19. 19. Prolonged Exposure to Atherogenic Diet White Rabbit Aortic Plaque Hematoxylin & Eosin Stain Alternate Chol 1 % 8 months total 4 years Human Thin-Cap Fibroatheroma Trichrome Stain Autopsy Specimen Moreno PR., et al. Circ 2002; 105:923-927 4½ year 7th Decade Moreno PR., et al. Mount Sinai Hospital
  20. 20. New Zealand Atherosclerotic Rabbit Model Chronic Atherosclerotic Rabbit Model Chol 1% Chol 1% Chow Chow End 8 months 2 months 3 months Stabilization Phase Blood Cholesterol Up to 4 years Up to 4 years Abela GS, Muller JE., et al. Circulation 1995;91:776-784
  21. 21. Rabbit Lesions: Thin Cap Fibroatheroma Moreno PR., et al. Mount Sinai Hospital, New York, NY
  22. 22. Stabilizing Vulnerable Plaques with Stenting Moreno PR., et al. Mount Sinai Hospital, New York, NY
  23. 23. Rabbit Lesions: Lipid Necrotic Core Elastic Trichrome Moreno PR., et al. University of Kentucky
  24. 24. Rabbit Atheroma: Macrophage Infiltration (RAM 11) EcheverriD,PurushothamanKR,O’ConnorWN,MorenoPR..2003 0 0.1 0.2 0.3 0.4 Thin Cap Thick Cap Fibrotic 0 9 18 27 36 45 Thin Cap Thick Cap Fibrotic Macrophage area (mm2) Fibrous cap mac count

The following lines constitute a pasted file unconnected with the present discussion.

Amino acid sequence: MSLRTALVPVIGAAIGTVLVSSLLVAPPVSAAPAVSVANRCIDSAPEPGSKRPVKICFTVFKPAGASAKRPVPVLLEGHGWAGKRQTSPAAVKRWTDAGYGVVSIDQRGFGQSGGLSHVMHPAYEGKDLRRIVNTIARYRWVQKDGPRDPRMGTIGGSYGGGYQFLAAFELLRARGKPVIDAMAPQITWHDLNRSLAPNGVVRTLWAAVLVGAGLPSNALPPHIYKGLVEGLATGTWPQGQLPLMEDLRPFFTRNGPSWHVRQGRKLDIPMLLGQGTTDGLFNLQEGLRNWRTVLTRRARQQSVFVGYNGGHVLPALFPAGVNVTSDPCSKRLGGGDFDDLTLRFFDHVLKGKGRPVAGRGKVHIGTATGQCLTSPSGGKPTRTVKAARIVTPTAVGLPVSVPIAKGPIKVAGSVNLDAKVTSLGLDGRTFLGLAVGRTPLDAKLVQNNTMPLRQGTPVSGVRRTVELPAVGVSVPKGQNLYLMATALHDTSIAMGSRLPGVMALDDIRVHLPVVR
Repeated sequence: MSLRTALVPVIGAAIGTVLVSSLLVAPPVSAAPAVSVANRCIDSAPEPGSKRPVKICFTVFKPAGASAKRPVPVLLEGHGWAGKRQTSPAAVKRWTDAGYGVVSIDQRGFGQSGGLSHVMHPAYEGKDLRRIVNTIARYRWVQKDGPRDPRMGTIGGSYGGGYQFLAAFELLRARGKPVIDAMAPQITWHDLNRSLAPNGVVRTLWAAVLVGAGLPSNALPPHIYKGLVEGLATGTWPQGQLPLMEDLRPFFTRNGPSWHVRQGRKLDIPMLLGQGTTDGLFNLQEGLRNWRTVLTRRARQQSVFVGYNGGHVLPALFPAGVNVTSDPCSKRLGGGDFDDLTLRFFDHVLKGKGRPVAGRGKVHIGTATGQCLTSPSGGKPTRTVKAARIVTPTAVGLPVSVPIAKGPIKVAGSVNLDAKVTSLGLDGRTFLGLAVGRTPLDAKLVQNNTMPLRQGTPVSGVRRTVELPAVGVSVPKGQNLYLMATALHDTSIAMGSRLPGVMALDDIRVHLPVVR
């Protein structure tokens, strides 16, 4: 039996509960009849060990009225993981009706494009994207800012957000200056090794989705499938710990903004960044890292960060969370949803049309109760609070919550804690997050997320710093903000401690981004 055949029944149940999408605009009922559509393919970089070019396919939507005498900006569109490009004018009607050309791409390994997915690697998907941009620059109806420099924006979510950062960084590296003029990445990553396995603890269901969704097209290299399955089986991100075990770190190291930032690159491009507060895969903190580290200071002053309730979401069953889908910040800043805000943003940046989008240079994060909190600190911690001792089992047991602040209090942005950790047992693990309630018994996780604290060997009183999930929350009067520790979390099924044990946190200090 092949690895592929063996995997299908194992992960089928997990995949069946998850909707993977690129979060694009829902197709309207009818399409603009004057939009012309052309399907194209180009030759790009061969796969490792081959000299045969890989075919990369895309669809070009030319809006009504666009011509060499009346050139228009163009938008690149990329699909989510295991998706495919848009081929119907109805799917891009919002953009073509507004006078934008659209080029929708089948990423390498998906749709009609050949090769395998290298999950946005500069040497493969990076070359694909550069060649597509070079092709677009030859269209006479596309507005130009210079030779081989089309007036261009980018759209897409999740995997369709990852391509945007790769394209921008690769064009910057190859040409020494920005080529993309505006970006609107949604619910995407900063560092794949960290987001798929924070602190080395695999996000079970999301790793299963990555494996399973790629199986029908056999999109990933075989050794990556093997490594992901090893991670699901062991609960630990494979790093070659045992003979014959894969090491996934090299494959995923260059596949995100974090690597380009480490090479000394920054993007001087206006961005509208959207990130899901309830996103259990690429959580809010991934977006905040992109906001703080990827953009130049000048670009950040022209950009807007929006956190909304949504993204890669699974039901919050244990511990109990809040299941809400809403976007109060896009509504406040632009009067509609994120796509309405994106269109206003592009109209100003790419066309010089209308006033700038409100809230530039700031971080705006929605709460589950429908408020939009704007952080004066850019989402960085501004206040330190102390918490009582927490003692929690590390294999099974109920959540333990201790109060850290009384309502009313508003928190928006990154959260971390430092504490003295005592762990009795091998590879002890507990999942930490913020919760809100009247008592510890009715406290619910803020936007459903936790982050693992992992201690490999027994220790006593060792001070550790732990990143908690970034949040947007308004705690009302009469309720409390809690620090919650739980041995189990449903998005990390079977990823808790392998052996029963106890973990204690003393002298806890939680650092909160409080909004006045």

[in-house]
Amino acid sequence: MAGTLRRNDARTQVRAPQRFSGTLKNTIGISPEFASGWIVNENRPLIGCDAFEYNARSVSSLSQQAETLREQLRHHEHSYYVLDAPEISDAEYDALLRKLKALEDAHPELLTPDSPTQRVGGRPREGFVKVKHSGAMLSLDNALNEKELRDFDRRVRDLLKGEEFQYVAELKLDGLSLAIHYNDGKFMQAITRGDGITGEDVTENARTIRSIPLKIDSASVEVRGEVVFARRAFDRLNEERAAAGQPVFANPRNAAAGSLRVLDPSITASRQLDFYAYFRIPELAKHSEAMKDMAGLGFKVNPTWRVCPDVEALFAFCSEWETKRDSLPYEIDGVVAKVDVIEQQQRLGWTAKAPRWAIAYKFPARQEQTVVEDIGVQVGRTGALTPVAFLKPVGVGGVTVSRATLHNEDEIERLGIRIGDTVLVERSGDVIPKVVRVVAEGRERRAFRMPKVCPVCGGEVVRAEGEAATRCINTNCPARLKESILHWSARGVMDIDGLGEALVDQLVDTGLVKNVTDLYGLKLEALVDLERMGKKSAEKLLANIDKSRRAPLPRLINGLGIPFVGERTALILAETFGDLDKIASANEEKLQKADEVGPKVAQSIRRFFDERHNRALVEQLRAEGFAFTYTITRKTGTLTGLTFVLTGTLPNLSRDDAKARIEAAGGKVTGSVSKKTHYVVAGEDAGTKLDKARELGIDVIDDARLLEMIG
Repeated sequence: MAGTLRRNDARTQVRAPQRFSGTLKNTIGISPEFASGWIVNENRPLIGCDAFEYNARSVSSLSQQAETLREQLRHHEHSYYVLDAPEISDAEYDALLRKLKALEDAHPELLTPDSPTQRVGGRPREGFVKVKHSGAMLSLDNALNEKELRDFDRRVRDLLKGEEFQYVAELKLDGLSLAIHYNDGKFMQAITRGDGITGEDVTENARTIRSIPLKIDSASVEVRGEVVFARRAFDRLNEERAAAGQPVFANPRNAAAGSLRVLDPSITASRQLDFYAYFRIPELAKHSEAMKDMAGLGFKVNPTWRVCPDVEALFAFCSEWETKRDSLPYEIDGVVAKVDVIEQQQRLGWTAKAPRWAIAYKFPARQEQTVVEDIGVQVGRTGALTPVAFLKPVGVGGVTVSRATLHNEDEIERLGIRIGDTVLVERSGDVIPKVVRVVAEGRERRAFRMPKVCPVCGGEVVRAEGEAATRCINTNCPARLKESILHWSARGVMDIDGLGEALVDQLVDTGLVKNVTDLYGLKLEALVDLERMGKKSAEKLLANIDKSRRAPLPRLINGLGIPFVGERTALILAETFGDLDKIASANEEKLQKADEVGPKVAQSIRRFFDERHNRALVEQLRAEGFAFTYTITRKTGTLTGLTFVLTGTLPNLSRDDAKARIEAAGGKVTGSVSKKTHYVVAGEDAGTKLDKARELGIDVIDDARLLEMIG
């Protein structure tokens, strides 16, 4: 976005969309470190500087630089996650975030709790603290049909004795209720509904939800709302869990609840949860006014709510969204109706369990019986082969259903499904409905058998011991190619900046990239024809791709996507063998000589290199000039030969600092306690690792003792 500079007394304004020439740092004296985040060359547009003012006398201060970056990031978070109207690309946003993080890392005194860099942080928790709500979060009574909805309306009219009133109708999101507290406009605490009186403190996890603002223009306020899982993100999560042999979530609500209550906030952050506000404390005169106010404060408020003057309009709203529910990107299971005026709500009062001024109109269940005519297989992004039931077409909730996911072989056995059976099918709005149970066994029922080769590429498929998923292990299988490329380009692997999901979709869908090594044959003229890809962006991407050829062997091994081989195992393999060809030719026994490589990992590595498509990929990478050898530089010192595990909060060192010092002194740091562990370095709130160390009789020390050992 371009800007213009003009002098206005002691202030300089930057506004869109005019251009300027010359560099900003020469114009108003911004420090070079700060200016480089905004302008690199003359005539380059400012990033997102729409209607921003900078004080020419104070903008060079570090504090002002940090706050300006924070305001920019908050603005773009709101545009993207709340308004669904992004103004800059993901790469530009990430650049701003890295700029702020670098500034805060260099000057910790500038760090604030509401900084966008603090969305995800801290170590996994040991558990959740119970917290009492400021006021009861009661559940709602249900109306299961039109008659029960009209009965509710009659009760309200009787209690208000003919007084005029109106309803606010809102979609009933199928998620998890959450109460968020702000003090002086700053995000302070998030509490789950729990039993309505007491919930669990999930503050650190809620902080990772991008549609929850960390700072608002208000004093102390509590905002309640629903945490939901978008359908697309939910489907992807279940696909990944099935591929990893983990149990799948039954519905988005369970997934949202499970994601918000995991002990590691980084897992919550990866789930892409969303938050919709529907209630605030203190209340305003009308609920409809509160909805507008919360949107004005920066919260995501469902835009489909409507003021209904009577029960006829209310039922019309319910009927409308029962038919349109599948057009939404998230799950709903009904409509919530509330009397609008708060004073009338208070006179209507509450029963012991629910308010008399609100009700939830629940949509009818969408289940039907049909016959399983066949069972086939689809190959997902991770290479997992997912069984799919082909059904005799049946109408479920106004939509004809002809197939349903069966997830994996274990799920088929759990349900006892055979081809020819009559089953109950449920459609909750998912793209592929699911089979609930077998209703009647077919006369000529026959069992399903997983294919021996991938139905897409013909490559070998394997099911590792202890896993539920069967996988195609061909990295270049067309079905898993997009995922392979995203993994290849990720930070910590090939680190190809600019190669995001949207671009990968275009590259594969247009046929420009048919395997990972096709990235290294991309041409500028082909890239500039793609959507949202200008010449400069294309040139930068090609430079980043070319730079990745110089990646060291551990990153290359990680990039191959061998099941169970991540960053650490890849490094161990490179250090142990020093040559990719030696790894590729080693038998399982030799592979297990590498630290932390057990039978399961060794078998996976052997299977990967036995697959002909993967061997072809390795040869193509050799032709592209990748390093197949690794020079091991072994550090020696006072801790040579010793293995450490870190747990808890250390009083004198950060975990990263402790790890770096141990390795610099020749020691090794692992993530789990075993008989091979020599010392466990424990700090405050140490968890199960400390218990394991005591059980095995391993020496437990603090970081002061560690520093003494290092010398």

25. 25. Can stents stabilize vulnerable plaques? What about Drug-Eluting Stents? What about the Polymer?
  26. 26. Stabilizing Vulnerable Plaques with Stenting n=6 Beta Estradiol Everolimus n=5 n=5 Polymer Metallic De-novo
  27. 27. De Novo Aorta Lesions Stents Segments in Aorta Cross Sectional Vessel Segment Analysis Plaque Area (mm2) Percent Lipid Area (%) Lipid Area (mm2) Fibrous Cap Thickness (µm)
  28. 28. Vessel wall Injury score Score 0 Score 1 Score 2 Score 3 Schwartz RS, et al. J Am Coll Cardiol. 1992;19:267–274
  29. 29. Neointima New Fibrous Cap Area Old Fibrous Cap Area Lipid Core Strut Strut Quantitative Measurements
  30. 30. • De-novo: Seventy-six segments were analyzed to identify 33 de-novo TCFA lesions. • Stents: 64 stents and 192 stented segments with a total of 1584 struts analyzed. Metallic (n= 127) Beta-Estradiol (n=46) Everolimus (n=41) Polymer (n=23) 237 struts deployed on TCFA plaques